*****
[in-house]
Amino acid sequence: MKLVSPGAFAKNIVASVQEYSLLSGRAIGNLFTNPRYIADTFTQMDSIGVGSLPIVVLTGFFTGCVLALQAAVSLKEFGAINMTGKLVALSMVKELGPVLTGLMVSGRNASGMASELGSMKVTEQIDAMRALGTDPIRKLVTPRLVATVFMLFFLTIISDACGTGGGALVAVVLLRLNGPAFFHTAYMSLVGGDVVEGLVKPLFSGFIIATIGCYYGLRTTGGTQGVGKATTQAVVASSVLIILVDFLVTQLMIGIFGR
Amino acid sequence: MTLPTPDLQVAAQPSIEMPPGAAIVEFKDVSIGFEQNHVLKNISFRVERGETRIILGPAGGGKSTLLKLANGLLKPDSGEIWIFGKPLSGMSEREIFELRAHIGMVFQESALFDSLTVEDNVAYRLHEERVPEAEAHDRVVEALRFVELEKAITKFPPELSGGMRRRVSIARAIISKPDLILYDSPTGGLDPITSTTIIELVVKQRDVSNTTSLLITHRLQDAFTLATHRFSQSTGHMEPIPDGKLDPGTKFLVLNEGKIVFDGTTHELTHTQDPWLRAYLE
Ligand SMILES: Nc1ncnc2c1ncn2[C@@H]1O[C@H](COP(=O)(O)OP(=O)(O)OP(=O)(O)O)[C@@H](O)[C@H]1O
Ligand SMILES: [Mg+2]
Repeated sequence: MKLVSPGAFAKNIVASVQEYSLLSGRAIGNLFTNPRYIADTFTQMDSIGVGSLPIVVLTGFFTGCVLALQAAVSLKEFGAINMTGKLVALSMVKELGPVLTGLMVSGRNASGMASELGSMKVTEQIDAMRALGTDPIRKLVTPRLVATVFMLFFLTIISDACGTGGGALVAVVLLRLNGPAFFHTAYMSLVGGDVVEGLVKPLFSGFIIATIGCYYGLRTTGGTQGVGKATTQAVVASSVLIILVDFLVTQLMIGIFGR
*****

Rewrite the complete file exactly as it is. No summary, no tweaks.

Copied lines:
[in-house]
Amino acid sequence: MKLVSPGAFAKNIVASVQEYSLLSGRAIGNLFTNPRYIADTFTQMDSIGVGSLPIVVLTGFFTGCVLALQAAVSLKEFGAINMTGKLVALSMVKELGPVLTGLMVSGRNASGMASELGSMKVTEQIDAMRALGTDPIRKLVTPRLVATVFMLFFLTIISDACGTGGGALVAVVLLRLNGPAFFHTAYMSLVGGDVVEGLVKPLFSGFIIATIGCYYGLRTTGGTQGVGKATTQAVVASSVLIILVDFLVTQLMIGIFGR
Amino acid sequence: MTLPTPDLQVAAQPSIEMPPGAAIVEFKDVSIGFEQNHVLKNISFRVERGETRIILGPAGGGKSTLLKLANGLLKPDSGEIWIFGKPLSGMSEREIFELRAHIGMVFQESALFDSLTVEDNVAYRLHEERVPEAEAHDRVVEALRFVELEKAITKFPPELSGGMRRRVSIARAIISKPDLILYDSPTGGLDPITSTTIIELVVKQRDVSNTTSLLITHRLQDAFTLATHRFSQSTGHMEPIPDGKLDPGTKFLVLNEGKIVFDGTTHELTHTQDPWLRAYLE
Ligand SMILES: Nc1ncnc2c1ncn2[C@@H]1O[C@H](COP(=O)(O)OP(=O)(O)OP(=O)(O)O)[C@@H](O)[C@H]1O
Ligand SMILES: [Mg+2]
Repeated sequence: MKLVSPGAFAKNIVASVQEYSLLSGRAIGNLFTNPRYIADTFTQMDSIGVGSLPIVVLTGFFTGCVLALQAAVSLKEFGAINMTGKLVALSMVKELGPVLTGLMVSGRNASGMASELGSMKVTEQIDAMRALGTDPIRKLVTPRLVATVFMLFFLTIISDACGTGGGALVAVVLLRLNGPAFFHTAYMSLVGGDVVEGLVKPLFSGFIIATIGCYYGLRTTGGTQGVGKATTQAVVASSVLIILVDFLVTQLMIGIFGR